Houston Zoo – Vacation – Part 2-B

You were shown the Blue-chinned Macaws and five different Turacos in Houston Zoo – Vacation – Part 2. Now to show you some more of the neat birds from the Lord’s Creative Hand.

The next set of birds were outside and most were still damp from the rain.

Grey-winged Trumpeter and Racquet-tailed Rollers Exhibit

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Grey-winged Trumpeter’s Beautiful Feathers Houston Zoo by Lee

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Racket-tailed Roller (Coracias spatulatus) Houston Zoo 5-6-15 by Lee

Racket-tailed Roller (Coracias spatulatus) Houston Zoo by Lee

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I kept trying to get a photo of the “racket-tail”, but he never really got in the right position. This was a new species to see for me.

Guira Cuckoo (Guira guira) Houston Zoo 5-6-15 by Lee

Guira Cuckoo (Guira guira) Houston Zoo 5-6-15 by Lee

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Chestnut-breasted Malkoha (Phaenicophaeus curvirostris) Houston Zoo 5-6-15 by Lee

Chestnut-breasted Malkoha (Phaenicophaeus curvirostris) Houston Zoo 5-6-15 by Lee

We have seen both the Cuckoos and the Malkohas before, but the Cuckoos were closer to us this time.

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Then a couple of favorites, the Kookabura, except this time it was a Blue-winged Kookabura, and a Micronesian Kingfisher.

Micronesian Kingfisher by Dan

Micronesian Kingfisher by Dan

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Blue-winged Kookaburra – What you looking at?  by Lee

Blue-winged Kookaburra (Dacelo leachii) Houston Zoo 5-6-15 by Dan

Blue-winged Kookaburra (Dacelo leachii) Houston Zoo 5-6-15 by Dan

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** Updated 6/27/15 **

Forgot about this video:

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Kookaburra Encounter

Laughing Kookabura by Dan

Laughing Kookabura by Dan

On our vacation several weeks ago we stopped back by the Brevard Zoo in Melbourne, Florida.  I had a neat Kookaburra Encounter.

Lee with Laughing Kookabura at Brevard Zoo by Dan

Lee with Laughing Kookabura at Brevard Zoo by Dan

The Laughing Kookaburra is in the aviary where the Lorikeets, Galahs and other birds are kept. When I came through a door, right there on the rail sat a young Laughing Kookaburra. I have seen them before, but never as close as this one. I got within inches of him/or her. I could have touched it, but was afraid of that beak.

So God created great sea creatures and every living thing that moves, with which the waters abounded, according to their kind, and every winged bird according to its kind. And God saw that it was good. (Genesis 1:21 NKJV)

Here are some of the pictures we took.

Lee very close to Kookabura by Dan

Lee very close to Kookabura by Dan

I have to admit, I was thrilled. Just looking at one of the Lord’s creations so close. Wow! That one photo Dan took of me and the Kookaburra, my hand was within 5-6 inches from it. May I never lose my AWE at seeing and encountering the Lord’s critters.

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Other Kookaburra encounters:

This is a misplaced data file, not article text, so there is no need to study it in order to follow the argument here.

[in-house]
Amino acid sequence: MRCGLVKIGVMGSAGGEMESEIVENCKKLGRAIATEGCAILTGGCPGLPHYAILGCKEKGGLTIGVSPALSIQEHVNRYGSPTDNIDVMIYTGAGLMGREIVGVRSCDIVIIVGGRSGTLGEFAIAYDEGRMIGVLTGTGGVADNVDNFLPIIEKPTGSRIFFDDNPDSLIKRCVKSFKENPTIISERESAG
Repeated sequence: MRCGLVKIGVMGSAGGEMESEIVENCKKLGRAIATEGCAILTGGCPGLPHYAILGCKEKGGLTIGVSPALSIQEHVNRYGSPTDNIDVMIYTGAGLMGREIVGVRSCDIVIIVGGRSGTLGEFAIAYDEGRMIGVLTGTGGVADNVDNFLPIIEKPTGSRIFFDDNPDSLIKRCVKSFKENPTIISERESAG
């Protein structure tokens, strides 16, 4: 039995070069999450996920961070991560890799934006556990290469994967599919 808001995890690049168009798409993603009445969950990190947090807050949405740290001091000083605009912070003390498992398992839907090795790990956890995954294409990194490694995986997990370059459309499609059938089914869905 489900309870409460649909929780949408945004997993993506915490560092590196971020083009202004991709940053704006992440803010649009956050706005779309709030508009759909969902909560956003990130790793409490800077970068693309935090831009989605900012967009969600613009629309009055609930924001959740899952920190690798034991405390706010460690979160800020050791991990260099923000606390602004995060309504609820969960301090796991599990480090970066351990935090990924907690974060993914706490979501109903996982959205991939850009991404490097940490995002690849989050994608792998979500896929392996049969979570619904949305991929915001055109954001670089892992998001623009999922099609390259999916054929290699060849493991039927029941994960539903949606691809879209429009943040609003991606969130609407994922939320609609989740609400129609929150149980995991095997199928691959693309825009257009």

Birdwatching at the Cincinnati Zoo I
Birds Of The Bible – Joy And Laughter
Birdwatching Adventure to Brevard Zoo in Viera, FL
Birdwatching at the National Aviary – Introduction
Alcedinidae – Kingfishers – Family

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Birdwatching at the Cincinnati Zoo I

Cincinnati Zoo from Phone

Cincinnati Zoo from Phone

“Remember to magnify His work, Of which men have sung. (Job 36:24 NKJV)

Yesterday, we had the pleasure of checking out more birds of the Lord’s creation at the Cincinnati Zoo. The weather and the temperature were great and the birds were quite content to let us watch and photograph them. It has been over 45 years ago since we visited this zoo. Needless to say, it has changed and the most striking was their beautiful landscaping throughout the zoo.

Statue at the entrance to the Wings of the World exhibit.

Statue at the entrance to the Wings of the World exhibit.

When we arrived at the Wings of the World area, We were greeted by several birds and a neat statute of a child holding a bird. This shows how some of the landscaping was used around the zoo.

Statue at Wings of the World exhibit. Close-up

Statue at Wings of the World exhibit. Close-up

Wings of the World Aviary is divided into several different habitats and types of birds.

Wings of the World Aviary - Cincinnati Zoo 9-5-13

Wings of the World Aviary – Cincinnati Zoo

As you enter, you are greeted by Macaws, Screamers and a Laughing Kookaburra.

Southern Screamer

Southern Screamer (Chauna torquata) Cincinnati Zoo 9-5-13 by Lee

Southern Screamer (Chauna torquata) Cincinnati Zoo by Lee

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Southern Screamer (Chauna torquata) Cincinnati Zoo 9-5-13 by Lee

Southern Screamer (Chauna torquata) by Lee

Macaws

Dan photographing the MaCaws Cincinnati Zoo

Dan photographing the MaCaws Cincinnati Zoo

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Parrots - McCaws by Lee

Parrots – McCaws by Lee

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Hyacinth Macaw (Anodorhynchus hyacinthinus) Cincinnati Zoo 9-5-13 by Lee

Hyacinth Macaw (Anodorhynchus hyacinthinus) by Lee

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Cincinnati Zoo 9-5-13

Blue-and-yellow Macaw (Ara ararauna) Cincinnati Zoo by Lee

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Scarlet and Blue-and-yellow Macaws by Lee

Scarlet and Blue-and-yellow Macaws by Lee

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Scarlet and Blue-and-yellow Macaw

Scarlet and Blue-and-yellow Macaw

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Kookaburra

Laughing Kookaburra (Dacelo novaeguineae)

Laughing Kookaburra (Dacelo novaeguineae)

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Laughing Kookaburra (Dacelo novaeguineae) by Lee Cincinnati Zoo 9-5-13

Laughing Kookaburra (Dacelo novaeguineae) by Lee